Tech Briefs

Production of Tuber-Inducing Factor

This substance regulates the growth of potatoes and some other plants.

A process for making a substance that regulates the growth of potatoes and some other economically important plants has been developed. The process also yields an economically important by-product: potatoes.

The particular growth-regulating substance, denoted tuber-inducing factor (TIF), is made naturally by, and acts naturally on, potato plants. The primary effects of TIF on potato plants are reducing the lengths of the main shoots, reducing the numbers of nodes on the main stems, reducing the total biomass, accelerating the initiation of potatoes, and increasing the edible fraction (potatoes) of the overall biomass. To some extent, these effects of TIF can override environmental effects that typically inhibit the formation of tubers. TIF can be used in the potato industry to reduce growth time and increase harvest efficiency. Other plants that have been observed to be affected by TIF include tomatoes, peppers, radishes, eggplants, marigolds, and morning glories.

In the present process, potatoes are grown with their roots and stolons immersed in a nutrient solution in a recirculating hydroponic system. From time to time, a nutrient replenishment solution is added to the recirculating nutrient solution to maintain the required nutrient concentration, water is added to replace water lost from the recirculating solution through transpiration, and an acid or base is added, as needed, to maintain the recirculating solution at a desired pH level. The growing potato plants secrete TIF into the recirculating solution. The concentration of TIF in the solution gradually increases to a range in which the TIF regulates the growth of the plants.

In a procedure for concentrating TIF, no attempt is made to separate TIF from the nutrient and other solutes in the solution. Instead, the solution is simply poured onto flat trays at a depth between 0.5 and 1.0 cm, then concentrated by drying for 12 to 24 hours in a forced-air oven at a temperature of 70 °C. The concentrated solution is stable at and below room temperature and in the presence of ultraviolet light. Optionally, one can freeze-dry the solution to remove all the water, leaving a water-soluble dry powder. The concentrated solution or dry powder is stored in a dry environment. Thereafter, one simply adds deionized water to the concentrated solution or dry powder to make a TIF-containing nutrient solution having the desired lesser concentration.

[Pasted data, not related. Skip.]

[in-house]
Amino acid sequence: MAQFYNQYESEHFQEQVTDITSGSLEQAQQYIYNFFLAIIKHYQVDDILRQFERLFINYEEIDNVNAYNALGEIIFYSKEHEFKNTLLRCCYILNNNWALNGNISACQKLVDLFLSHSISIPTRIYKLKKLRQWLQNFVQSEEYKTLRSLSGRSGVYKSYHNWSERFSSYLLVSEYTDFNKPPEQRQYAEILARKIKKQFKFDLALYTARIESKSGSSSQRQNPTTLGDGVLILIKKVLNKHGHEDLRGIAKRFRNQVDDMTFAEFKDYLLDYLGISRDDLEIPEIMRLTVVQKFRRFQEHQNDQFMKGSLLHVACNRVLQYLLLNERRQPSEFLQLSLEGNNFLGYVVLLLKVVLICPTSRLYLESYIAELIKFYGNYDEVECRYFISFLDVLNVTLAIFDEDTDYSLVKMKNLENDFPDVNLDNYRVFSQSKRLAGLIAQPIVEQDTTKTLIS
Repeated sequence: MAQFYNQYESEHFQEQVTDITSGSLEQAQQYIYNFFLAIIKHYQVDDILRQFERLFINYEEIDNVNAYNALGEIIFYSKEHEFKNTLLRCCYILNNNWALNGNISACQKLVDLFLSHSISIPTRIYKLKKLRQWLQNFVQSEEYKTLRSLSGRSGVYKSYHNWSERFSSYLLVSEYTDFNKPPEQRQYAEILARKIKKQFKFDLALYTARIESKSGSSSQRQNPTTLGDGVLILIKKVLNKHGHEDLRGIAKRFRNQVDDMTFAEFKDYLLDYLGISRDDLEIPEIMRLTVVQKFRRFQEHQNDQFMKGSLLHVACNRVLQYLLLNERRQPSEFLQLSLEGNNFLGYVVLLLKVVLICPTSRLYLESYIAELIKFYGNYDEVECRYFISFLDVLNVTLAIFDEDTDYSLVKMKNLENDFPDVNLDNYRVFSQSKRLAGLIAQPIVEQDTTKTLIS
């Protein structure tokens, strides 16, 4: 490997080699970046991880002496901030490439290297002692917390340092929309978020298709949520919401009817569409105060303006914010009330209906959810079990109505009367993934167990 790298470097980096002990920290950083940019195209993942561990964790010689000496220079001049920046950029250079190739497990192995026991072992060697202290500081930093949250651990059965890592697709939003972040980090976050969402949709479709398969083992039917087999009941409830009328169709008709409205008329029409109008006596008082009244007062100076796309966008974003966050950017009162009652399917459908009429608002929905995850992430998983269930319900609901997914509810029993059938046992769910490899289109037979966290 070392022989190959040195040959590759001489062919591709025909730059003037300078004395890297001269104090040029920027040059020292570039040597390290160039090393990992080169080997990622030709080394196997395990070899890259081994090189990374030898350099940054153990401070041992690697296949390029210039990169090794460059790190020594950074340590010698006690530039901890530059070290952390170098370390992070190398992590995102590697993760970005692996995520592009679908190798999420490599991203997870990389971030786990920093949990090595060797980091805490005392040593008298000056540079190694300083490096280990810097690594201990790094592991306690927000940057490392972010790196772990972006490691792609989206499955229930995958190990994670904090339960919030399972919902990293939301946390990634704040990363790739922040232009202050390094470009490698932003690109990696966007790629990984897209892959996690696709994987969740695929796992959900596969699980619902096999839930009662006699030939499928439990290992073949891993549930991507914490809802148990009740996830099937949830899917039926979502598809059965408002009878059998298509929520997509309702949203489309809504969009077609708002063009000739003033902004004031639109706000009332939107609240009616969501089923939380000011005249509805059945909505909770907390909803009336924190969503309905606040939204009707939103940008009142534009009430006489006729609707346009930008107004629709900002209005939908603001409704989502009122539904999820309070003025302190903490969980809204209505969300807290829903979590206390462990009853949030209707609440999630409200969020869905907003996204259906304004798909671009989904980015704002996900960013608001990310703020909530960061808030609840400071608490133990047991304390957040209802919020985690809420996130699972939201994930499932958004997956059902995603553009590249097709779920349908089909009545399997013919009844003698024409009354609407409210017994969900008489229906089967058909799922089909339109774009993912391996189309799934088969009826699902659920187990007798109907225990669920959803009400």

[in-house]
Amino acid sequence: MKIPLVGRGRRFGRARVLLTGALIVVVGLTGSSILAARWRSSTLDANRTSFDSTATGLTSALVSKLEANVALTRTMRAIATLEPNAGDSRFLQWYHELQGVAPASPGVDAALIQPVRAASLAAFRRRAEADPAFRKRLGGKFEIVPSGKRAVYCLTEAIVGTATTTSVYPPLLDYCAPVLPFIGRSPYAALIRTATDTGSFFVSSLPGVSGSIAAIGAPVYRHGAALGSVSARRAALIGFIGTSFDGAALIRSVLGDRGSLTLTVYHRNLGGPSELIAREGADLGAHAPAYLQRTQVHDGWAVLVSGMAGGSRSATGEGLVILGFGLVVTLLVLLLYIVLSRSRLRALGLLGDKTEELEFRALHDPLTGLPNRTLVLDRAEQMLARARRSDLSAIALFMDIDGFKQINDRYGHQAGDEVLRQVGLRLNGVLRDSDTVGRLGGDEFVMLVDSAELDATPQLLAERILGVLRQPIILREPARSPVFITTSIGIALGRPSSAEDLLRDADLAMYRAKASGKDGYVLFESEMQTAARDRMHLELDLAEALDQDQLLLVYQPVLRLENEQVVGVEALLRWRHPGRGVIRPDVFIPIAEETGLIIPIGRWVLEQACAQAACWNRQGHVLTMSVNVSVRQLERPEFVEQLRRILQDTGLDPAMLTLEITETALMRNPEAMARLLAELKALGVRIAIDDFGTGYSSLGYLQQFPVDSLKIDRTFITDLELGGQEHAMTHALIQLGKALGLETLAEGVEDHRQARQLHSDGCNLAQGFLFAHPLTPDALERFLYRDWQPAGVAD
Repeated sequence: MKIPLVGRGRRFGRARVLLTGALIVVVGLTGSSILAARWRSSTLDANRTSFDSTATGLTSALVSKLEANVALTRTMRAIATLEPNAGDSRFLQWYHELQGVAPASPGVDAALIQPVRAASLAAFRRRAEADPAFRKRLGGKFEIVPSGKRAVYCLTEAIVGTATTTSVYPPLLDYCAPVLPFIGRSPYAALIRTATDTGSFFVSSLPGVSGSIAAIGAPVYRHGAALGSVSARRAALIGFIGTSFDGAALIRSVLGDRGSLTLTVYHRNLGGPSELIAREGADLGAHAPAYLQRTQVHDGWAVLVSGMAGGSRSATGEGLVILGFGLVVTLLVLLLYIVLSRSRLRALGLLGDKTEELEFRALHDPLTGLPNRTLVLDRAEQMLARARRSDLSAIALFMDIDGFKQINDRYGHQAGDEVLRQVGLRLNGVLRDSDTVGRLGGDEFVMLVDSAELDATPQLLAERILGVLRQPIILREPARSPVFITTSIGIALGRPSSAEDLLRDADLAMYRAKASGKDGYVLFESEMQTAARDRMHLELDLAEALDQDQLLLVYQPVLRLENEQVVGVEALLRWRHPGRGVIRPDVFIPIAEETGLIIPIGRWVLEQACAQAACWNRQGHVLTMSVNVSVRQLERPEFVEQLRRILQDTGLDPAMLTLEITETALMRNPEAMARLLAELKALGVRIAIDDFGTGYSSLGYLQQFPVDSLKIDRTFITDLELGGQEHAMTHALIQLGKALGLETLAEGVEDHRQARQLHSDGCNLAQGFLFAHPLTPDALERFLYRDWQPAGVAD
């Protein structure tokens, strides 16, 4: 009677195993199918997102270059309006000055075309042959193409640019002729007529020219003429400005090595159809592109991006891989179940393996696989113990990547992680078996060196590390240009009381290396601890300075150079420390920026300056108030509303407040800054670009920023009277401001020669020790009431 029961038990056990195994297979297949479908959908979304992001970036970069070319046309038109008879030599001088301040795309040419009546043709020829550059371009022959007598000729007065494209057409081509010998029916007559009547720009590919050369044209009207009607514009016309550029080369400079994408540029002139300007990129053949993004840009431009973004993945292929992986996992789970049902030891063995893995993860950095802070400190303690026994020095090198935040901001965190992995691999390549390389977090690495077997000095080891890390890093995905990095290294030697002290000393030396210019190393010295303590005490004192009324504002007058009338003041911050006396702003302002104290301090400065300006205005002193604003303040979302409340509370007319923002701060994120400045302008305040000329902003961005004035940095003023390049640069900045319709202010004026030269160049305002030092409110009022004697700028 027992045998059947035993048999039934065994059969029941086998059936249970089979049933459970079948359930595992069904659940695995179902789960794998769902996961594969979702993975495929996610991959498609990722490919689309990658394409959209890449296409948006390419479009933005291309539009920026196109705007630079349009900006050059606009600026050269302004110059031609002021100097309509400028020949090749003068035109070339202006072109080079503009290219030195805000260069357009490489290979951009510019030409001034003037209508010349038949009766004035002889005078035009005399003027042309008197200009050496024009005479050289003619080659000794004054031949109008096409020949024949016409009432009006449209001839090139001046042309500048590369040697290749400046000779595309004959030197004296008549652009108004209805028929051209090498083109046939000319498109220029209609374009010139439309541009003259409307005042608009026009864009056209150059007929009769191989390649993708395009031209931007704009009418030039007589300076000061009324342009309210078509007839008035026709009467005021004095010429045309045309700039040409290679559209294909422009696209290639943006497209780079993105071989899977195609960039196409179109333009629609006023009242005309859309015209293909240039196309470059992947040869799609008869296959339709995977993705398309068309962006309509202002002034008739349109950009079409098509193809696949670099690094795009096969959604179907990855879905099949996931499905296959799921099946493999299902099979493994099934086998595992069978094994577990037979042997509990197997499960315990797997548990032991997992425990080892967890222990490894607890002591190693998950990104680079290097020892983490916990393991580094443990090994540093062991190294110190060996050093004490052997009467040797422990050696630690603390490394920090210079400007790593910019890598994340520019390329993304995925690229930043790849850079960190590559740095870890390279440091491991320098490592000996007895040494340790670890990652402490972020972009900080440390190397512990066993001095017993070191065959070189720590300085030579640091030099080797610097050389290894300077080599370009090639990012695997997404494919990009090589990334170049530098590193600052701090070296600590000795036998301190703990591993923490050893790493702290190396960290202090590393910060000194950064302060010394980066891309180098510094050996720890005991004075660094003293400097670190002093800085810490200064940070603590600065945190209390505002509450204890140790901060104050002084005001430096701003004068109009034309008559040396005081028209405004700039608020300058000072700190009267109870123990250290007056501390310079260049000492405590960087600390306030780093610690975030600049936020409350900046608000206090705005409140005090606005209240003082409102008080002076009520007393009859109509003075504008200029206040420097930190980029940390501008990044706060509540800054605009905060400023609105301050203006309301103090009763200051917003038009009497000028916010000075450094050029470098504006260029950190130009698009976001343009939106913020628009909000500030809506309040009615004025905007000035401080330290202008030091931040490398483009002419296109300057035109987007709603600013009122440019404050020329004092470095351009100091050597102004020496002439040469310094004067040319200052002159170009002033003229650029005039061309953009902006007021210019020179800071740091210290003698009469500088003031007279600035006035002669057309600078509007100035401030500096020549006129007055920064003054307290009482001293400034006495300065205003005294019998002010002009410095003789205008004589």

Results of laboratory tests suggest that TIF-containing solutions made in this way are suitable for use in diverse settings, including fields, green houses, and enclosed environments containing natural- and artificial-soil-based as well as hydroponic plant-growth systems. Potential commercial applications include the following:

  • Hydroponic, aeroponic, or field production of seed potatoes;
  • Dwarfing of bedding plants in controlled environments;
  • Dwarfing of ornamental plants in fields and in controlled environments; and
  • As a quasi-natural regulator (in this case, as a suppressor) of the growth of weeds.

This work was done by Gary W. Stutte and Neil C. Yorio of Dynamac Corp. for Kennedy Space Center.

Title to this invention, covered by U.S. Patent No. 5,992,090 has been waived under the provisions of the National Aeronautics and Space Act {42 U.S.C. 2457 (f)}. Inquiries concerning licenses for its commercial development should be addressed to:

Gary W. Stutte, Ph.D. or Neil C. Yorio
Phone Nos.: (321) 861-3493 or (321) 861-2497
E-mail: This email address is being protected from spambots. You need JavaScript enabled to view it. or This email address is being protected from spambots. You need JavaScript enabled to view it.

Refer to KSC-12007/513, volume and number of this NASA Tech Briefs issue, and the page number.